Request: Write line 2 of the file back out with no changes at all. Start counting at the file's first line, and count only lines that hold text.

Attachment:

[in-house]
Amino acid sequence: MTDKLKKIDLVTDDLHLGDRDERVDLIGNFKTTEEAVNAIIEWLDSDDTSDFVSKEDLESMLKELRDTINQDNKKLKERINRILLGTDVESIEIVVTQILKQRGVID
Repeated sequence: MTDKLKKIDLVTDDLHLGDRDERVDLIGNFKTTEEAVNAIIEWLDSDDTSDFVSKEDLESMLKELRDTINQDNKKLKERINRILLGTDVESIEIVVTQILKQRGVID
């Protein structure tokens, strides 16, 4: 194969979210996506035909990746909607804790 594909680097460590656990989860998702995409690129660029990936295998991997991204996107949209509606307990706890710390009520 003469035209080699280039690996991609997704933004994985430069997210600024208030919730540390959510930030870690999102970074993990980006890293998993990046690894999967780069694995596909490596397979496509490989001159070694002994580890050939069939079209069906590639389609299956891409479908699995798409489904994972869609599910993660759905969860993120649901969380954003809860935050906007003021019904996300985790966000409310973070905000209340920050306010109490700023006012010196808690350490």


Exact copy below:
Amino acid sequence: MTDKLKKIDLVTDDLHLGDRDERVDLIGNFKTTEEAVNAIIEWLDSDDTSDFVSKEDLESMLKELRDTINQDNKKLKERINRILLGTDVESIEIVVTQILKQRGVID